Fun on Friday: 2-Dimensional Gold?
If you have ever handled gold leaf, you know it’s pretty thin. Paper-thin, in fact. But did you know we can go thinner?
In fact, scientists can take gold and silver into two dimensions. Sounds crazy, eh? Like flat earth or something. But the research team of Ulrich Starke and his former doctoral student Stiven Forti have successfully created a gold layer only a single atom thick. It’s two-dimensional gold, so to speak.
I have to wonder how they do this. An article in Phys Org says it’s “not easy.” This seems like an understatement. Maybe it’s a really heavy hammer. But it’s probably more sciencey than that. Actually, the article explains the process, but I don’t understand it, and you probably won’t either. But by all means, if you’re interested, click the link!
At any rate, two-dimensional gold is not going to make for a nice piece of jewelry. You can’t wear it on your wrist. Or maybe you can. But I don’t think anybody would notice. Nevertheless, even though this is not a new idea for that next anniversary gift, 2-D gold actually does have a function. In fact, when you formulate gold into a 1-atom-thick sheet, it changes its electrical properties.
Typically gold and silver are excellent conductors of electricity. But when formulated into an atom-thick sheet, they behave more like semiconductors.
You might be asking, so what? That was actually my first thought too. But Phys Org explains that it could open up new technologies.
Semiconductors are essential materials in microelectronics and other fields. For example, electronic switching elements such as diodes or transistors are based on it. Starke’s team can envisage some typical semiconductor applications for the new 2-D material.”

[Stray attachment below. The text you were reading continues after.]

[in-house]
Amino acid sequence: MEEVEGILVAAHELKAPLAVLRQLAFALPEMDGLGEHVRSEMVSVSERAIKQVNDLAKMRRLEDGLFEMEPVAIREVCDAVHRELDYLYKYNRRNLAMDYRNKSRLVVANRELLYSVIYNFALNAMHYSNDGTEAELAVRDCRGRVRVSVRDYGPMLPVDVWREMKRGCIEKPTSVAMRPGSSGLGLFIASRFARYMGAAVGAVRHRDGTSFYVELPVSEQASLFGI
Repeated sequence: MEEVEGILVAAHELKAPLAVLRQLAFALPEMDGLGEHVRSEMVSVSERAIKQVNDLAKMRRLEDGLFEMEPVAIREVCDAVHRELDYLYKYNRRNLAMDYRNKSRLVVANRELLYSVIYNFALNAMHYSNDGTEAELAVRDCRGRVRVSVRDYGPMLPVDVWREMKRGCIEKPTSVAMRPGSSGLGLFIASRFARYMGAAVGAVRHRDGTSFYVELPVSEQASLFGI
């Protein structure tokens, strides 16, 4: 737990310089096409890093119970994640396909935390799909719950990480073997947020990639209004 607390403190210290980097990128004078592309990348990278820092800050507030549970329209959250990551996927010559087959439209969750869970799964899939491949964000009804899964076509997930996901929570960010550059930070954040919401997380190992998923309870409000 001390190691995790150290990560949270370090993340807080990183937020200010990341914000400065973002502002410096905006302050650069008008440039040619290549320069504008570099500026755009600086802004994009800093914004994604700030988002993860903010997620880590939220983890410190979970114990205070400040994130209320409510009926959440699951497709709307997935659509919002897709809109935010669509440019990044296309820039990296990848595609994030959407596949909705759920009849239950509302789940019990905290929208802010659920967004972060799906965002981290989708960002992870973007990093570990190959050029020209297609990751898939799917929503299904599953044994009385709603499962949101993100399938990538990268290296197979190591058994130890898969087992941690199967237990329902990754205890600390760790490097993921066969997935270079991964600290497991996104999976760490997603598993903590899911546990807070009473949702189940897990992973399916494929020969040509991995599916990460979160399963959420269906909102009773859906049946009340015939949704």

Silver has long been associated with its industrial uses. In fact, about half of the demand for the white metal comes from industry. Back in the day, it was photo processing. But with the demise of film, that market dried up. You remember film, right? That was back when you had to wait several days to see how your pictures came out only to find out they didn’t because you shot the whole roll with the lens on. And you still had to pay for the processing. But I digress. Today, silver is primarily used in electronics and it’s an important component of the fast-growing solar energy industry.
But what about gold?
Last year, CNBC commentator Jim Leventhal recently said he had no interest in gold because it has “no uses as a metal.” Leventhal may be a smart man, but this was one of the dumber comments I ran across last year. I mean, the dude was probably wearing gold when he made that comment. And the yellow metal is also is increasingly being used in technological applications, particularly in the medical and electronics sectors.
Goes to show that just because somebody is paid to give their opinion doesn’t mean their opinion is worth anything.
Anyway, I think it’s pretty cool to see the way gold is being used to make life better. People have been using it for centuries to beautify the world and to protect their wealth. Now it’s could be the key to restoring sight. No joke. A team of Chinese researchers partially restored the sight of blind mice by replacing their deteriorated photoreceptors – sensory structures inside the eye that respond to light – with nano-wires made of gold and titanium.
And yet there are people who say gold is useless. You know what’s really useless? Those people’s opinions.
Fun on Friday is a weekly SchiffGold feature by Mike Maharrey. He digs up some of the off-the-wall and off-beat stories relating to precious metals and share them with you – with tongue firmly planted in cheek. Any opinions expressed are Mike’s and do not necessarily reflect those of Peter Schiff. Click here to read other posts in this series.